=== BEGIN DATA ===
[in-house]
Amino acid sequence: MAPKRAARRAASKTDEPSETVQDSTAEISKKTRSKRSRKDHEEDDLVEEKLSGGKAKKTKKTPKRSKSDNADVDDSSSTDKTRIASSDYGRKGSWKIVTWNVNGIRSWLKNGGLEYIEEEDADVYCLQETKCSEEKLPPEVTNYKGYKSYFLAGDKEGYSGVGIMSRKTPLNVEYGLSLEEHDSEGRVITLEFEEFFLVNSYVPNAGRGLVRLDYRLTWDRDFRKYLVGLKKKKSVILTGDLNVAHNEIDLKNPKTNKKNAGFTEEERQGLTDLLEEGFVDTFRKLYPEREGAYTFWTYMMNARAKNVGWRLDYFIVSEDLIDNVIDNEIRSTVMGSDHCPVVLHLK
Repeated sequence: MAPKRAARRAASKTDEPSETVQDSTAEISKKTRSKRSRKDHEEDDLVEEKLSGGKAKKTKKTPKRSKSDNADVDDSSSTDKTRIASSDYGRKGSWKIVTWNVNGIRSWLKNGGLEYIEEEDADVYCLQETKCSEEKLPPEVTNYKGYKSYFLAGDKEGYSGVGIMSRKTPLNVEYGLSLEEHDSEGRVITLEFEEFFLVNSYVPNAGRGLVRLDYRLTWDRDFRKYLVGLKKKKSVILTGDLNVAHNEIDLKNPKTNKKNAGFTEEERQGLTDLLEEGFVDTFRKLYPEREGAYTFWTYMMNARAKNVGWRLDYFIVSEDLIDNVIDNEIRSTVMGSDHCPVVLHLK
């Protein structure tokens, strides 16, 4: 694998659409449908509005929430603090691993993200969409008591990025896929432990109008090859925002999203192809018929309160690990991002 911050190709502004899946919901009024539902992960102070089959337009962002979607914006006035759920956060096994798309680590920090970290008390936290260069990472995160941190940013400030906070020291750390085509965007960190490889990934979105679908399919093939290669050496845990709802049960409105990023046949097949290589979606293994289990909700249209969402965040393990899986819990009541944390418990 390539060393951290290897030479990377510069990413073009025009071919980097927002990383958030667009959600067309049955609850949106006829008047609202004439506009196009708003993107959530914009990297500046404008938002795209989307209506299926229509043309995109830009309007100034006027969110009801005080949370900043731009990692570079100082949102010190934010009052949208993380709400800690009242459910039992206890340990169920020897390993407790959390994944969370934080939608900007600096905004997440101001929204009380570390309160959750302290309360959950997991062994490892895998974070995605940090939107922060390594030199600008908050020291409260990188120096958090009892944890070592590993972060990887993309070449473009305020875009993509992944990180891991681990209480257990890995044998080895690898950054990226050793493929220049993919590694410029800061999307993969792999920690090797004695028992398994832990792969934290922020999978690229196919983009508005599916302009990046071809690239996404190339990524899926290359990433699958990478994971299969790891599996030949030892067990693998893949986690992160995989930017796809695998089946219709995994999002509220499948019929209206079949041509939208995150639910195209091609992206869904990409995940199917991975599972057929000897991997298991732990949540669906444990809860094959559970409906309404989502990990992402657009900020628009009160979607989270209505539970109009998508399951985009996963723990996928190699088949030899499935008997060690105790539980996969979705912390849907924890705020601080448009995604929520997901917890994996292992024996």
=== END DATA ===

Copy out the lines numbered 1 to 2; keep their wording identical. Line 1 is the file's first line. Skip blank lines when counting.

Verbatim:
[in-house]
Amino acid sequence: MAPKRAARRAASKTDEPSETVQDSTAEISKKTRSKRSRKDHEEDDLVEEKLSGGKAKKTKKTPKRSKSDNADVDDSSSTDKTRIASSDYGRKGSWKIVTWNVNGIRSWLKNGGLEYIEEEDADVYCLQETKCSEEKLPPEVTNYKGYKSYFLAGDKEGYSGVGIMSRKTPLNVEYGLSLEEHDSEGRVITLEFEEFFLVNSYVPNAGRGLVRLDYRLTWDRDFRKYLVGLKKKKSVILTGDLNVAHNEIDLKNPKTNKKNAGFTEEERQGLTDLLEEGFVDTFRKLYPEREGAYTFWTYMMNARAKNVGWRLDYFIVSEDLIDNVIDNEIRSTVMGSDHCPVVLHLK